It’s 5.58am, I’m hungover, and I’m on a train to the city that I used to live in for a mad dash to my old GP to try and get last minute vaccinations.
Somehow, I manage to do this every single time I leave Europe. I remembered two days before I was due to go to India (a place that you really, really don’t want to visit without the right jabs, especially during the monsoon) that I had singularly failed to book an appointment, and had to sheepishly ask my friend’s mum (a doctor, thankfully, not just some sinister-sounding needle enthusiast), to inject me with all of them at once and hope for the best.
Given that I spent the ensuing 48 hours in a delirious flu-like state, and that I did actually come down with a horrific lung infection in my final week that still gives me trouble seven years on, you’d think I would have learned the lesson that catching something nasty in foreign climes is a very real and unpleasant possibility. Unfortunately, however, the only things that I do seem to be immune to are organisation and learning from my mistakes. If I were ever abducted by aliens and subjected to a classic rat-in-a-cage problem-solving test, one of those ones in which following the same arbitrary pattern earns you food and stepping out of it gives you an electric shock, they would conclude that I was a very stupid rat.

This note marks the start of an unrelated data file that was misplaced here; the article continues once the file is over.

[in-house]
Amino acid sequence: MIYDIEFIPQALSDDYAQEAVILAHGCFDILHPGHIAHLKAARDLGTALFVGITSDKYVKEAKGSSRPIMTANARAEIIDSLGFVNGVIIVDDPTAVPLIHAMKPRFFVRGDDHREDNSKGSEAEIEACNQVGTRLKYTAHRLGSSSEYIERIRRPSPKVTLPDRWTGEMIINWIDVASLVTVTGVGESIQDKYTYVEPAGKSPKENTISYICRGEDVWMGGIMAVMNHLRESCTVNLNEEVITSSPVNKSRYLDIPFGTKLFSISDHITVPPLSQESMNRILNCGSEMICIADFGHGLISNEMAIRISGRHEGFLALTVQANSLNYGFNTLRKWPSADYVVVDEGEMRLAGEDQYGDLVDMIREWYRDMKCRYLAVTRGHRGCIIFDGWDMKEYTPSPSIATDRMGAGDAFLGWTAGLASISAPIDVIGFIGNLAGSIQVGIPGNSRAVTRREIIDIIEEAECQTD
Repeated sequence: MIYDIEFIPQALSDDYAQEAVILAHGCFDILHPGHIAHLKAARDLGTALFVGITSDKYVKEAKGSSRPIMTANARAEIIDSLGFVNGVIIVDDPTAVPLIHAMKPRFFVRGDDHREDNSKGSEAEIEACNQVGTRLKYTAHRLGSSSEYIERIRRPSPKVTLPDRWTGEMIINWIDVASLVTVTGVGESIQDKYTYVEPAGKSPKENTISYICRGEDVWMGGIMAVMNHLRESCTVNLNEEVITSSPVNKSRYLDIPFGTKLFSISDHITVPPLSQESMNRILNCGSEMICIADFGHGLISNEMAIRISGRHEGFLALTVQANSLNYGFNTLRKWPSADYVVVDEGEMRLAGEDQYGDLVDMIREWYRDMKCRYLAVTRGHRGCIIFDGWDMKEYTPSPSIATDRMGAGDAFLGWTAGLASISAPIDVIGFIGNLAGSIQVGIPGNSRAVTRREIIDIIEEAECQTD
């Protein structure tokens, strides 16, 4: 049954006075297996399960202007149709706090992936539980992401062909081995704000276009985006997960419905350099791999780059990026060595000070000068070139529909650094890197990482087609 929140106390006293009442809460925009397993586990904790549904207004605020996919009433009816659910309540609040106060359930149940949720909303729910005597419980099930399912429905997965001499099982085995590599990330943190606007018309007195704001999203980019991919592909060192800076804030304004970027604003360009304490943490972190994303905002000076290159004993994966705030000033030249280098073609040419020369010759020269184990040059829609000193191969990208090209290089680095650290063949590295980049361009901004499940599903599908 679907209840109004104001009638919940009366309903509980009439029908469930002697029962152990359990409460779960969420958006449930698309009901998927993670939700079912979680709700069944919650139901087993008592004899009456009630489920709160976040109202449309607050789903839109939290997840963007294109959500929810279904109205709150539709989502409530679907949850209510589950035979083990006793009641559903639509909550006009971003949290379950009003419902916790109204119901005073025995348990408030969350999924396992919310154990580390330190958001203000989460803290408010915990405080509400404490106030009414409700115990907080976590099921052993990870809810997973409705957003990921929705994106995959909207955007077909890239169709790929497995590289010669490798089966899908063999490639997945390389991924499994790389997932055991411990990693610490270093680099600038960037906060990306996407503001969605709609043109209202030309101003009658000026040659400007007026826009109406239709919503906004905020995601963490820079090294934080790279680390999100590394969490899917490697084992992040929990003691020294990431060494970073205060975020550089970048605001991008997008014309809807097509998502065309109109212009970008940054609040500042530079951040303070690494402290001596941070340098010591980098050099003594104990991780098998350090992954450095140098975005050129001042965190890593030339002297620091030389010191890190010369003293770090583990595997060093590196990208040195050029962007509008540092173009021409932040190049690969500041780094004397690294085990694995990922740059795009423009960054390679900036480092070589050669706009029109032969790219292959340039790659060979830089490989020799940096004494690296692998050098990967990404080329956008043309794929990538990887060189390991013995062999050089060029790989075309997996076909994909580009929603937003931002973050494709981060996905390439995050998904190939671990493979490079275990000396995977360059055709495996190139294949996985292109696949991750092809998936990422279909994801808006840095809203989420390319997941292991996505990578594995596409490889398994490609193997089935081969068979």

(Incidentally, my inability to adapt to arbitrary patterns of behaviour in exchange for mysterious rewards and punishments is one of many reason I’ve never done very well in a corporate environment.)
So, with woeful predictably, the night after handing in my notice and making the world’s longest pre-departure to-do list, I woke up in a cold sweat in the early hours with the realisation that I had once again forgotten the one vital thing that you have to arrange in plenty of time: booking vaccinations.
Annoyingly, having only moved back to London a few months ago, I hadn’t yet had a chance to register with a local GP and the process of signing up, doing the initial check-up, booking a consultation and then following up with the actual appointment (or series of appointments) wasn’t really feasible in the two week timeframe that I’d left myself, meaning that my only options were selling a kidney to pay private travel clinic prices or biting the bullet and making a four-hour round trip to Cambridge, where I’m still registered at a surgery, early enough in the morning to make it back in time for work. I’ve opted for the latter, which would be a far less painful scenario if last night hadn’t involved a frantic and heavily wine-fuelled Awards Ceremony, hosted by my work, which ended at 1am.
That zapping noise, ladies and gentleman, is the sound of a very silly rat getting its fur singed.